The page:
Morrissey fights foie gras with payout: "Morrissey has donated £10,000 paid by Channel 4 for the unauthorised use of a Smiths song to fund a campaign attacking Fortnum & Mason for selling foie gras. Channel 4 failed to ask Morrissey's permission to use the Smiths song Please, Please, Please Let Me Get What I Want when promoting the Gordon Ramsay's Christmas Cookalong Live show in 2011. The broadcaster is understood to have paid £10,000 to Morrissey in recognition of its error, and he has donated the money to the animal rights charity People for the Ethical Treatment of Animals (Peta)."
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Man who led Minnesota marriage equality effort to join national battle: "New York-based Freedom to Marry raises funds and works on legal strategies for same-sex marriage drives nationwide. The group announced Tuesday that Richard Carlbom will be its new director of state campaigns." Freedom to Marry announces path to nationwide victory...
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UK B&B owner who turned away gay couple loses appeal: "Mr Black, 64, and Mr Morgan, 59, from Brampton near Huntingdon, had booked and paid a deposit for a double room at the Swiss Bed and Breakfast in Cookham. When they arrived, Mrs Wilkinson made it clear she was not prepared to allow them to share a double bed, and that she would not accommodate them. Ms Wilkinson, a Christian, said her religious beliefs dictated her decision."
You might not know it, but today is Kevin Keller day: Archie Comics's first gay character has teamed up with the It Gets Better project to speak out against the bullying of LGBT youth.
Kevin joined the Archie universe on September 1, 2010 as the strip's first gay character. The comics also included a storyline that featured Kevin joining the military (in his father's footsteps), being injured in Iraq and later marrying the doctor who helped him rehabilitate. In the face of pushback from the conservative group One Million Moms, Archie Comics CEO John Goldwater said, "Kevin Keller will forever be a part of Riverdale, and he will live a happy, long life free of prejudice, hate and narrow-minded people."
Check out a video of Archie's involvement with It Gets Better, featuring GLAAD award-winning author and illustrator Dan Parent.... AFTER THE JUMP...
Lambda Legal and the ACLU of Illinois will file a motion for summary judgment and request a swift ruling in favor of the freedom to marry in Illinois, according to a press release sent out by the two groups:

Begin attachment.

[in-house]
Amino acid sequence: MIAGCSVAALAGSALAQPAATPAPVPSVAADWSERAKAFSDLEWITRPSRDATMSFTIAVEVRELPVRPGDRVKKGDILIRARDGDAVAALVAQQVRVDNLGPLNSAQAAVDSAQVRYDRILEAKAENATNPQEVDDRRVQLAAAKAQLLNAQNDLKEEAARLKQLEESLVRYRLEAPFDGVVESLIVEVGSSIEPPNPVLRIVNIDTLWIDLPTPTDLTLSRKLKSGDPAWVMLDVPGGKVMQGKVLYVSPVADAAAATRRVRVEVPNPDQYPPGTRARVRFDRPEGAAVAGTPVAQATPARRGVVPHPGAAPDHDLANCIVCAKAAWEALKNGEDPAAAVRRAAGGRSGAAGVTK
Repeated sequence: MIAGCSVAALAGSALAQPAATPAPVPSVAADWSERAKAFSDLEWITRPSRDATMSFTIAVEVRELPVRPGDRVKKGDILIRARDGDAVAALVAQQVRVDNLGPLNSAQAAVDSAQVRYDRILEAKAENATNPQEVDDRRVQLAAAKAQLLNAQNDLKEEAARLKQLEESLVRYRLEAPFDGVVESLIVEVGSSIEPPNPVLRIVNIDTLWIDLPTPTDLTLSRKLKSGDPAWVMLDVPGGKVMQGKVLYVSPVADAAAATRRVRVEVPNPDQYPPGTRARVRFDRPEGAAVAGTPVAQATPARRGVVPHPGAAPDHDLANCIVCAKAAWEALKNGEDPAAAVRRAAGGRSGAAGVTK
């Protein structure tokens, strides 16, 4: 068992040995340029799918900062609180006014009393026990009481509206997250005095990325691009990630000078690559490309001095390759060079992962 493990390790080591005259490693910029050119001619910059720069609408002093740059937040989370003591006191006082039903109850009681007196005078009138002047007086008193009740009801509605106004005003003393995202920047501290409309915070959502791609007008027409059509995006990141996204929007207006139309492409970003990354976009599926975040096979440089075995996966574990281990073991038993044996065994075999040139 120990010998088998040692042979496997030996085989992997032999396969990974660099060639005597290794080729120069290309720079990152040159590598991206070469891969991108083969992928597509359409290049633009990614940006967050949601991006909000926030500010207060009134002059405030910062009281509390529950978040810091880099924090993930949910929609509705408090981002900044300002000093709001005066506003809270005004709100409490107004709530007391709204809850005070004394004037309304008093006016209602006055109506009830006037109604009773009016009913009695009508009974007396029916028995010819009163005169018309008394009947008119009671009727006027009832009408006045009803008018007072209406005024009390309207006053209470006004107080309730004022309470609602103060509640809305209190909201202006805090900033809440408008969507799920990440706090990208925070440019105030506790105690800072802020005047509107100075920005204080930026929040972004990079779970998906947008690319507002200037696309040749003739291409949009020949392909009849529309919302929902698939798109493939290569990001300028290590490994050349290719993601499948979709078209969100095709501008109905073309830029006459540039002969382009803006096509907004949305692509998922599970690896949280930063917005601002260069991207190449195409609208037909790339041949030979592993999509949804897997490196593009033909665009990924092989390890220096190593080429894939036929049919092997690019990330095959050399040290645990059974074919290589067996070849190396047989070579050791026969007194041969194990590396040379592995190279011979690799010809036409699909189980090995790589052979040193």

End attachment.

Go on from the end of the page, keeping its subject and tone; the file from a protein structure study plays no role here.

Together, Lambda Legal and the ACLU of Illinois each filed lawsuits on May 30, 2012, representing a total of 25 same-sex couples from across the state of Illinois seeking the freedom to marry. Two days later, the Illinois Attorney General's office filed papers agreeing that barring same-sex couples from marriage is unconstitutional. The Cook County Clerk and State's Attorney also agree that the marriage ban is unconstitutional.
Wednesday's Motion for Summary Judgment will be supported by friend-of-the-court briefs on behalf of numerous organizations including the Mexican American Legal Defense & Education Fund (MALDEF), The Chicago Bar Association, Hispanic Lawyers Association of Illinois, and The Sargent Shriver National Center on Poverty Law by attorneys Paul T. Fox, Gregory E. Ostfeld and James P. Madigan of Greenberg Traurig, LLP and on behalf of faith leaders across the state of Illinois, by attorneys Alexandra K. Block, Edward W. Feldman, and Nury A. Siekkinen of Miller Shakman & Beem, LLP, in support of marriage for same-sex couples.
ACLU, Lambda Legal, and 25 Couples Sue for Equal Marriage Rights in Illinois [tlrd]
In the wake of the momentous victories for marriage equality handed down by the Supreme Court, Lambda Legal has announced that it has already set its sights on a new target--Virginia. Greg Nevins, Supervising Senior Staff Attorney in the group's Southern Regional Office, had this to say:
"The end of the so-called Defense of Marriage Act opens a new chapter in our work to ensure same-sex couples and their families across the country are treated with dignity and respect...We know that many same-sex couple and their families have waited a long time and we are excited to announce that the campaign for the freedom to marry is coming south."
"We do not want a country so divided
by unfairness and discrimination. Same-sex couples are in loving, committed
relationships in every region of our nation and should be treated the same
way, whether they live in Maine or Virginia. This is one America."
A Washington Post poll recently revealed that a majority of Virginians support the freedom to marry, 56% versus only 33% who oppose. THe lawsuit is still in the planning stages, and will be filed by Lambda Legal as co-counsel to the ACLU and the ACLU of Virginia some time in the coming weeks. Virginia couples who have experienced any sort of discrimination, or who simply wish to participate in the campaign, are encouraged to fill out a survey at http://action.aclu.org/couples.
If successful, Virginia could potentially become the first state in the South to allow same-sex marriage. While success is by no means a guarantee, Lambda Legal has already scored victories for marriage equality in California and Iowa, and currently has lawsuits pending in Nevada, New Jersey, and Illinois.